It is one thing to understand the essentials of restorative justice, but it is another to embody these essentials in parish life.
At Our Lady of the Holy Cross Catholic Church in Baden, Missouri, where I serve as pastor, our community recognized that the restorative justice circle model of dialogue could be an invaluable resource to our parish.
We began seeking out opportunities to implement circles in our community — a process which takes time, care, and creativity.
Racial Justice Film Circles
Some of the most notable circle conversations we initiated have been those involving racial justice films.
In this case, a circle will follow a Sunday afternoon movie, which is chosen for its pronounced racial theme. It is amazing how an interesting movie can, in an unimposing way, touch viewers’ hearts and draw out interesting perspectives, as well as personal stories.
Perspectives beget more perspectives, and personal stories beget more personal stories. The experience is authentic. Participants are made to feel good about themselves and others, even if they do not necessarily agree on issues.
Sunday Scripture Circles
One of my favorite types of parish circles are those held immediately after Sunday Mass, in which we discuss the day’s Scripture readings. On some occasions, these circles have gone on for two hours, simply because the participants become so engaged and the discussion so transcendently meaningful.
Catholics are accustomed to attending Sunday liturgy and hearing one voice — that is, the preacher’s. The Sunday circle allows every participant to have a voice, if he or she so desires.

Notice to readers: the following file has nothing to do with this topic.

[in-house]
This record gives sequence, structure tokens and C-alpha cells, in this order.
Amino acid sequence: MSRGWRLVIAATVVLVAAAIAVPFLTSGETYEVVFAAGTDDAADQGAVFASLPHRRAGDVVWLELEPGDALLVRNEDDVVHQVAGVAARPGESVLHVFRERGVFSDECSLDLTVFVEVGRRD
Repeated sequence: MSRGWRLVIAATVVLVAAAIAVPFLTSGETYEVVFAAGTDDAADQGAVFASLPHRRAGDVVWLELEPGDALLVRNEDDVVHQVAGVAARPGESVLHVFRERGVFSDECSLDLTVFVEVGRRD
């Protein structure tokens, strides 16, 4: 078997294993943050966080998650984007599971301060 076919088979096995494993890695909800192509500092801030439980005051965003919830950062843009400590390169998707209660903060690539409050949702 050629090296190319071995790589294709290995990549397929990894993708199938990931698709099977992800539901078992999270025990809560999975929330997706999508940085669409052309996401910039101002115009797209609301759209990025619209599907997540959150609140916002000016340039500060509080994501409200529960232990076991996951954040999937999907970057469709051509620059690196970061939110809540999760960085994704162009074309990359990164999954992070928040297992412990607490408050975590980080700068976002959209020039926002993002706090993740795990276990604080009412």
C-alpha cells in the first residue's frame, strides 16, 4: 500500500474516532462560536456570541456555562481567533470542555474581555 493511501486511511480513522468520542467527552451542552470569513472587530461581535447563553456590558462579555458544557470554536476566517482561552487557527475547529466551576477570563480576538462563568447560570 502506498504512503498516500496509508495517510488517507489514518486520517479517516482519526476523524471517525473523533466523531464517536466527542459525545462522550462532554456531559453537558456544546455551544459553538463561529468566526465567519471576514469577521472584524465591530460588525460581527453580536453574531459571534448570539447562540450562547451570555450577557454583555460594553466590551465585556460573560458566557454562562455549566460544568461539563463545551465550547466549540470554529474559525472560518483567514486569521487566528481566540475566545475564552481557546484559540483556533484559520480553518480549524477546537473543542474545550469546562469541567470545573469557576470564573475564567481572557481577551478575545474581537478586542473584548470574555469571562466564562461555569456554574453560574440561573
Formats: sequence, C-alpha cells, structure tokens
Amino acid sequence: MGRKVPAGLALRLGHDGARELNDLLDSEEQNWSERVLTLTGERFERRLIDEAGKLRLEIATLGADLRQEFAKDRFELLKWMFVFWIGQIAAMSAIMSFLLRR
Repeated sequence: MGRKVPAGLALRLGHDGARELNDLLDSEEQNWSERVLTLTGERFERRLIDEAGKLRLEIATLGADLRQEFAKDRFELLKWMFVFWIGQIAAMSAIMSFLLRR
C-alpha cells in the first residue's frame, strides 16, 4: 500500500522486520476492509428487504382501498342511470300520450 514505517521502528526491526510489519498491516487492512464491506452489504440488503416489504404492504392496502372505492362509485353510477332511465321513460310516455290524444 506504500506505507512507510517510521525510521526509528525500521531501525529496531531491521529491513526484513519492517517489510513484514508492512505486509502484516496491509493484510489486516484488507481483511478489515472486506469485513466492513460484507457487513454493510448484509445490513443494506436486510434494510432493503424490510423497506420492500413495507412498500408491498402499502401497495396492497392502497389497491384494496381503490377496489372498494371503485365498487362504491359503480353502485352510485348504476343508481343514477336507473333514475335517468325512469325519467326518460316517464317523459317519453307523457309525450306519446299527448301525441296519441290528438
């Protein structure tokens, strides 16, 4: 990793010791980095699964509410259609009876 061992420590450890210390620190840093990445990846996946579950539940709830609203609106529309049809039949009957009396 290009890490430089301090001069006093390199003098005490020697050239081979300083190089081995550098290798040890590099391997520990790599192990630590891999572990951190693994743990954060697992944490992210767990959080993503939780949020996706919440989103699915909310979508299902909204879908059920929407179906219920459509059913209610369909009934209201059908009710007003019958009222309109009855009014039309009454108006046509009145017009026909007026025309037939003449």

At one such circle, I simply asked the group what they thought. An energetic, elderly African American man remarked that after 50 years of being a Roman Catholic, that was the first time a priest had ever asked him about his experience of the Gospel.
Applications Beyond Criminal Justice
In the strict sense, restorative justice involves a process of healing with the preeminent concern for those attempting to rebuild their community in the aftermath of a wrongful action. In this way, restorative justice could be a viable alternative to the current failing judicial system, which is based more on a retributive notion of justice demanding punishments and rewards.
But beyond the context of criminal justice, I believe restorative justice has a great deal to offer our Catholic parishes, helping parishioners feel self-empowered and marginalized neighbors enjoy welcome and freedom, not just handouts.
A circle discussion can be an effective way to allow parishioners to have difficult conversations which are typically avoided, such as those related to race, church scandals, challenging teachings, and other tense parish matters.
The circle model can also be helpful in outreach programs, where neighbors from the broader community find it difficult at times to overcome their social isolation and find connection with each other, as well as with parishioners.
I have witnessed the circle model help neighbors who were otherwise perfect strangers become friends in a single meeting.
"Fruit in Abundance"
In many ways, I see restorative justice played out in the well-known biblical image of the vine, connected branches, and abundant fruit.
Any healthy vine or fruit-bearing tree requires care and time-consuming cultivation. The soil must be fertile and the branches pruned. Only when the conditions are just right are the vines able to become strong, hardy, and able to fight off disease.
So it is with restorative justice. After years of patience and care, there appears what everyone has always wanted — fruit in abundance.